Under the Act, organizations that run with public money and the NGOs using foreign funds will have to disclose information as categorized. People will be able to get information they have asked for in 20 days, and in emergency cases within 24 hours. The Act suggests that in case of issues concerning a person's life and death, arrest and release from jail, the officials will have to provide primary information within 24 hours. The Act would not however covers eight security and intelligence agencies, which includes National Security Intelligence (NSI), Directorate General of Forces Intelligence (DGFI), Defence Intelligence Units, Special Security Forces (SSF), Criminal Investigation Department (CID), Bangladesh Police and Central Intelligence Cell of the National Board of Revenue. However if the information sought is related to corruption or violation of human rights in these agencies, they will have to provide the information within 30 days. In order for the media and civil society stakeholders to facilitate the implementation of the act they should remain vigilant of other provisions of the Act.

To ensure the best out of the RTI act, Mass-line Media Centre (MMC) organized a daylong workshop with the support of PROGATI (USAID) on Right to Information Act and Peoples' Right to Know on October 14, 2009 at Engineer Abdul Khaleque Hall of Press Club, Chittagong. The Chief Guest of the event was Professor Dr Abu Yusuf, Vice-Chancellor, University of Chittagong (CU) while the keynote paper titled “Raising Awareness at Local Level on the Implementation of Right to Information Act: Role of Media and Civil Society” was presented by Communication and Information Policy Specialist SM Shameem Reza, Assistant Professor, Department of Mass Communication and Journalism, University of Dhaka (DU). Among others, Chittagong Press Club Chair Abu Sufiyan, General Secretary Rashed Rauf, MMC Executive Director Kamrul Hasan Manju, City Editor of the Daily Suprobhat Bangladesh M Nasirul Haque, Dean of Faculty of Law of CU Professor Zakir Hossain were also present. The major participants included journalists, students, social activists, representatives from civil society and local government.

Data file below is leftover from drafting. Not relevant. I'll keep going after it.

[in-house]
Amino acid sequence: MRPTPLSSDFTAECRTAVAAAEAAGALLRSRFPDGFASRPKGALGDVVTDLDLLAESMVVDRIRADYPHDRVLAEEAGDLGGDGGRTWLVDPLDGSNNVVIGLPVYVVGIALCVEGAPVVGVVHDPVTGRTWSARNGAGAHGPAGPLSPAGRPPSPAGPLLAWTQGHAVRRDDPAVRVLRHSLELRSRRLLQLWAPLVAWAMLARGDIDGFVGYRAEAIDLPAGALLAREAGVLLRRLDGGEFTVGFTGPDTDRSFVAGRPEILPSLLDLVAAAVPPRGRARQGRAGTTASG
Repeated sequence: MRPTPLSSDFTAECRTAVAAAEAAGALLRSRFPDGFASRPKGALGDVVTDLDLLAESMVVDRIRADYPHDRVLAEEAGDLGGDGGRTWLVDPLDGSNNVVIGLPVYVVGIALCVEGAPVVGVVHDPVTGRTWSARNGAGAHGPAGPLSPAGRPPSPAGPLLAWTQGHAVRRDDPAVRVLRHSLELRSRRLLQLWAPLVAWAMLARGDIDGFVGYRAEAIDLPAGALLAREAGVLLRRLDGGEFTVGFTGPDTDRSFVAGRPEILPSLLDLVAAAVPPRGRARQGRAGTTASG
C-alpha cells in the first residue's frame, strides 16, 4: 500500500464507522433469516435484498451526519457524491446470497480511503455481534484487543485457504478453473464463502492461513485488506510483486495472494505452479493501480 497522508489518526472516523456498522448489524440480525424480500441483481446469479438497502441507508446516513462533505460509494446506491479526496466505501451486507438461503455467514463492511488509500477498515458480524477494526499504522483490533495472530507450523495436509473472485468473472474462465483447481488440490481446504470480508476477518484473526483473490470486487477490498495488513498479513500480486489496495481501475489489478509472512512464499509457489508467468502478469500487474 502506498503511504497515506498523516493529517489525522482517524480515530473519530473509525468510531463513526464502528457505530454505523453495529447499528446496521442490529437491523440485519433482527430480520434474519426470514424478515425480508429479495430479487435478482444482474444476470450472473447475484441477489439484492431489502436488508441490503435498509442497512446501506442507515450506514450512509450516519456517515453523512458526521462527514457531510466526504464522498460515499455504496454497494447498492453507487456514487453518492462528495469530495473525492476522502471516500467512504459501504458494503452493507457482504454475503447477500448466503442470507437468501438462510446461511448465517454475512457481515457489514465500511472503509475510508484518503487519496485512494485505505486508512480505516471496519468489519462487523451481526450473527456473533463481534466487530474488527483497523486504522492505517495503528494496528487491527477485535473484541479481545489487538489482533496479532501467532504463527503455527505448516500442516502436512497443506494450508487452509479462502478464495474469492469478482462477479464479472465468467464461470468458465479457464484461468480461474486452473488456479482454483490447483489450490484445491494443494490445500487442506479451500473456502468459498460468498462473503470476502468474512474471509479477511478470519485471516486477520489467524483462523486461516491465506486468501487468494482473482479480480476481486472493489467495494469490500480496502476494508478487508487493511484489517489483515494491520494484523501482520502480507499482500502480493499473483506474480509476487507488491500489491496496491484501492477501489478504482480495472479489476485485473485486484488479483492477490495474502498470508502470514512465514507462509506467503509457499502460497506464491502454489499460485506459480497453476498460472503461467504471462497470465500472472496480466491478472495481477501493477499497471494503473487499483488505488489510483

Among other relevant issues, this paper discussed the potential roles of media and civil society as two key stakeholders to the implementation of the law and also to ensure effective delivery of the benefits of the Act.